she sew the first Haitian flag on May 18th 1803 on the last day of the
colonial congress session where leaders of the revolution at that
session "solemnly swore an oath to liberty or death on the flag which
then lead the slaves to victory and freedom. This oath is known
historically as the Oath of the Ancestors.

International Women’s
Day emerged out of women’s activities in labor movements during the
19th and early 20th centuries, established formally at the Socialists
International Meeting in Copenhagen in 1910, attended by over 100 women
from 17 countries.

International Women’s Day expanded and was
celebrated in a growing number of countries, and in 1977 the UN General
Assembly adopted a resolution proclaiming a United Nations Day for
Women's Rights and International Peace. In passing this resolution, the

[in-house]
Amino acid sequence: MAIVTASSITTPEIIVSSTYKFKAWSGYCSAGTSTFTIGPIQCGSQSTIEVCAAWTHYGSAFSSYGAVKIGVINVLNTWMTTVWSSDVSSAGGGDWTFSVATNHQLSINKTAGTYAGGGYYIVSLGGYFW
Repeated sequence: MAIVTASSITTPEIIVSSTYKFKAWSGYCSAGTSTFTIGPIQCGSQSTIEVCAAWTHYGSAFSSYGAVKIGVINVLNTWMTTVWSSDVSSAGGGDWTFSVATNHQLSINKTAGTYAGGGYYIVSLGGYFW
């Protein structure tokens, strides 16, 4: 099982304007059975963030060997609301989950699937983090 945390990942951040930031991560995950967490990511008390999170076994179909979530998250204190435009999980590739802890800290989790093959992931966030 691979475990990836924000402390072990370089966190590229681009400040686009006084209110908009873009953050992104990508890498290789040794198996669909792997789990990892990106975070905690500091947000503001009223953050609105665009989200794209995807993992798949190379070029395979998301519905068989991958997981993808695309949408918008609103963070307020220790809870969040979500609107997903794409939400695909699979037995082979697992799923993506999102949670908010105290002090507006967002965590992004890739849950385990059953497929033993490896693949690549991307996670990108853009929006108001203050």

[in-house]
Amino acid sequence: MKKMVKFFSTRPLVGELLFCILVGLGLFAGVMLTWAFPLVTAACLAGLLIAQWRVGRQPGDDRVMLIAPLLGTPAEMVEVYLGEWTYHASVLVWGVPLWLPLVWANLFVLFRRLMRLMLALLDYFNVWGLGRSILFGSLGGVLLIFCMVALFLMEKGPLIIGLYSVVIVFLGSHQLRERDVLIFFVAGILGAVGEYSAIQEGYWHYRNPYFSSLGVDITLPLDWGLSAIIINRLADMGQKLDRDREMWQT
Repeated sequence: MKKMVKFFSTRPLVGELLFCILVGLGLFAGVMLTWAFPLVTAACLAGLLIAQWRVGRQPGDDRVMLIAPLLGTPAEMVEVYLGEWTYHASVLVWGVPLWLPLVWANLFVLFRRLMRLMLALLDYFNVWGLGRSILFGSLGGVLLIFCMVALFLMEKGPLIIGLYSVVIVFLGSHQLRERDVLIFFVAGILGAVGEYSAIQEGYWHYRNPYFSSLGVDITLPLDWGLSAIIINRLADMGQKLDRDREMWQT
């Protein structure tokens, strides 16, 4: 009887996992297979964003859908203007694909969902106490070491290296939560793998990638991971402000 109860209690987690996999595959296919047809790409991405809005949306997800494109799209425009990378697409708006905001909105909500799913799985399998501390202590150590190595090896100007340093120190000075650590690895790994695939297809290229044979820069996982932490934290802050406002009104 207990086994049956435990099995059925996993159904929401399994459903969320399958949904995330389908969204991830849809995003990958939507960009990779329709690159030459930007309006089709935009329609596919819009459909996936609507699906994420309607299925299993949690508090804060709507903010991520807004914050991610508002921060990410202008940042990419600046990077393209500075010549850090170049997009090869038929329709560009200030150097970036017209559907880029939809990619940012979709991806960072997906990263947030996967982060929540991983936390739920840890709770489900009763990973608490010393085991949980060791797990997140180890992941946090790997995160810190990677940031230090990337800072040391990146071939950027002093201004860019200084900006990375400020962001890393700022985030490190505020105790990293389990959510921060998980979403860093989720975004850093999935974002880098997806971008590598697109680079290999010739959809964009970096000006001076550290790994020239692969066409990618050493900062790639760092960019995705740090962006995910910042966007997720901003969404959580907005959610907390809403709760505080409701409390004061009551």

UN “recognized the role of women in peace efforts and development and
urged an end to discrimination and an increase of support for women’s
full and equal participation.”

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MADRE is an international women's human rights organization that works in partnership with community-based women's organizations worldwide to address issues of health and reproductive rights, economic development, education, and other human rights. MADRE provides resources, training, and support to enable our sister organizations to meet concrete needs in their communities while working to shift the balance of power to promote long-term development and social justice. Since we began in 1983, MADRE has delivered nearly 25 million dollars worth of support to community-based women's organizations in Latin America, the Caribbean, the Middle East, Africa, Asia, the Balkans, and the United States. For more information about MADRE, visit our website at www.madre.org.